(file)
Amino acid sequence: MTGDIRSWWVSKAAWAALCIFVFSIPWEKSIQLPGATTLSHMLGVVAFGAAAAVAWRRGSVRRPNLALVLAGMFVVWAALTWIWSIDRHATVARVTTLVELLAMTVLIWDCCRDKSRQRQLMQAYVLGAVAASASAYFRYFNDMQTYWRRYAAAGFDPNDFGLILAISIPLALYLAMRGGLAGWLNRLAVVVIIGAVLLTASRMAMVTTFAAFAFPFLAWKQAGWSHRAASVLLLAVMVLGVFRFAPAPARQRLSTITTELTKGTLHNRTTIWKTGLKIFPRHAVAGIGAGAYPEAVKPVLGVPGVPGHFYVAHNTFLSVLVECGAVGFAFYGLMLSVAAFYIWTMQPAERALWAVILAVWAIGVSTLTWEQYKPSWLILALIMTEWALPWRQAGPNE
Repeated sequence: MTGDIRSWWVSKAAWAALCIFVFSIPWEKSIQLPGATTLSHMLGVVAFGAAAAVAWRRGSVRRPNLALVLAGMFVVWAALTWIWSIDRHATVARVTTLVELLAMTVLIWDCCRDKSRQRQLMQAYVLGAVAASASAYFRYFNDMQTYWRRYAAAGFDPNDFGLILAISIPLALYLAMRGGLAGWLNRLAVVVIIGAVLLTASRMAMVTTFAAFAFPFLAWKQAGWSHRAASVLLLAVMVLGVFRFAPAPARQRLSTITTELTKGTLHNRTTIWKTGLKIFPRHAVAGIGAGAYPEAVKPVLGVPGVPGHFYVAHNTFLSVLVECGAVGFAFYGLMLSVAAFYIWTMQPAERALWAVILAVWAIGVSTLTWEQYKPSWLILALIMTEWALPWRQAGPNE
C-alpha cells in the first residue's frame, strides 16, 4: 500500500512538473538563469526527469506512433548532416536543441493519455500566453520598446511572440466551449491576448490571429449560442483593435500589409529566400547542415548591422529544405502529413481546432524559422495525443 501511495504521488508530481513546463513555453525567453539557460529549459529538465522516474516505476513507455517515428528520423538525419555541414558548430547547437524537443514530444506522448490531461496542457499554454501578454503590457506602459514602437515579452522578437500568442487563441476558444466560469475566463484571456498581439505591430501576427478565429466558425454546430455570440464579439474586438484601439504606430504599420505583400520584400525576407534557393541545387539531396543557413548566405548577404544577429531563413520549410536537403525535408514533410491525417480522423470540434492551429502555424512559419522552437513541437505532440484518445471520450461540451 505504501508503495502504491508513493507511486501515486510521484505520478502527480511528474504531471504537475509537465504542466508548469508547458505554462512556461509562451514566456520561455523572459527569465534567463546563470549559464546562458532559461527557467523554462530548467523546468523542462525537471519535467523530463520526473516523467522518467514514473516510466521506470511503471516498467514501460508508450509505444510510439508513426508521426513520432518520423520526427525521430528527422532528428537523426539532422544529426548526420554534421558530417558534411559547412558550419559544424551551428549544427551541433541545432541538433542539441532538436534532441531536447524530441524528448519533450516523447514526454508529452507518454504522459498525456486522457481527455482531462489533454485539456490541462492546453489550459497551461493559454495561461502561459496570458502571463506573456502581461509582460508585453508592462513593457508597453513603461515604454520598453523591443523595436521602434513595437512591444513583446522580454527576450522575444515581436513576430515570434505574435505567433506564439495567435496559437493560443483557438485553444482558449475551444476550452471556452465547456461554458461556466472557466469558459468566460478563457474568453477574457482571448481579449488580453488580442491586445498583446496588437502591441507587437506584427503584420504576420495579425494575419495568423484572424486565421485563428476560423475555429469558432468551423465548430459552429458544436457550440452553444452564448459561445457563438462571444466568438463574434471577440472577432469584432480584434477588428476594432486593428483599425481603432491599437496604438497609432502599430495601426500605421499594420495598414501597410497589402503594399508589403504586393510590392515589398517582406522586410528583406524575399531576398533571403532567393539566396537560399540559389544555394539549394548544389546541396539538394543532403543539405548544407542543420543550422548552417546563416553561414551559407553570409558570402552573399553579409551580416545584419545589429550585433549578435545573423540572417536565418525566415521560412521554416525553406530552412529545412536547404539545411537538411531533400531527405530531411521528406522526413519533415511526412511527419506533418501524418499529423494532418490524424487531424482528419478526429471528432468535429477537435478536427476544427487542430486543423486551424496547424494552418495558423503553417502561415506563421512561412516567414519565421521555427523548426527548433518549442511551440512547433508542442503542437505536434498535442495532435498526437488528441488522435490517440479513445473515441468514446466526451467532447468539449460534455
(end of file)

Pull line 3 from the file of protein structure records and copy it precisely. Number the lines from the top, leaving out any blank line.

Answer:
C-alpha cells in the first residue's frame, strides 16, 4: 500500500512538473538563469526527469506512433548532416536543441493519455500566453520598446511572440466551449491576448490571429449560442483593435500589409529566400547542415548591422529544405502529413481546432524559422495525443 501511495504521488508530481513546463513555453525567453539557460529549459529538465522516474516505476513507455517515428528520423538525419555541414558548430547547437524537443514530444506522448490531461496542457499554454501578454503590457506602459514602437515579452522578437500568442487563441476558444466560469475566463484571456498581439505591430501576427478565429466558425454546430455570440464579439474586438484601439504606430504599420505583400520584400525576407534557393541545387539531396543557413548566405548577404544577429531563413520549410536537403525535408514533410491525417480522423470540434492551429502555424512559419522552437513541437505532440484518445471520450461540451 505504501508503495502504491508513493507511486501515486510521484505520478502527480511528474504531471504537475509537465504542466508548469508547458505554462512556461509562451514566456520561455523572459527569465534567463546563470549559464546562458532559461527557467523554462530548467523546468523542462525537471519535467523530463520526473516523467522518467514514473516510466521506470511503471516498467514501460508508450509505444510510439508513426508521426513520432518520423520526427525521430528527422532528428537523426539532422544529426548526420554534421558530417558534411559547412558550419559544424551551428549544427551541433541545432541538433542539441532538436534532441531536447524530441524528448519533450516523447514526454508529452507518454504522459498525456486522457481527455482531462489533454485539456490541462492546453489550459497551461493559454495561461502561459496570458502571463506573456502581461509582460508585453508592462513593457508597453513603461515604454520598453523591443523595436521602434513595437512591444513583446522580454527576450522575444515581436513576430515570434505574435505567433506564439495567435496559437493560443483557438485553444482558449475551444476550452471556452465547456461554458461556466472557466469558459468566460478563457474568453477574457482571448481579449488580453488580442491586445498583446496588437502591441507587437506584427503584420504576420495579425494575419495568423484572424486565421485563428476560423475555429469558432468551423465548430459552429458544436457550440452553444452564448459561445457563438462571444466568438463574434471577440472577432469584432480584434477588428476594432486593428483599425481603432491599437496604438497609432502599430495601426500605421499594420495598414501597410497589402503594399508589403504586393510590392515589398517582406522586410528583406524575399531576398533571403532567393539566396537560399540559389544555394539549394548544389546541396539538394543532403543539405548544407542543420543550422548552417546563416553561414551559407553570409558570402552573399553579409551580416545584419545589429550585433549578435545573423540572417536565418525566415521560412521554416525553406530552412529545412536547404539545411537538411531533400531527405530531411521528406522526413519533415511526412511527419506533418501524418499529423494532418490524424487531424482528419478526429471528432468535429477537435478536427476544427487542430486543423486551424496547424494552418495558423503553417502561415506563421512561412516567414519565421521555427523548426527548433518549442511551440512547433508542442503542437505536434498535442495532435498526437488528441488522435490517440479513445473515441468514446466526451467532447468539449460534455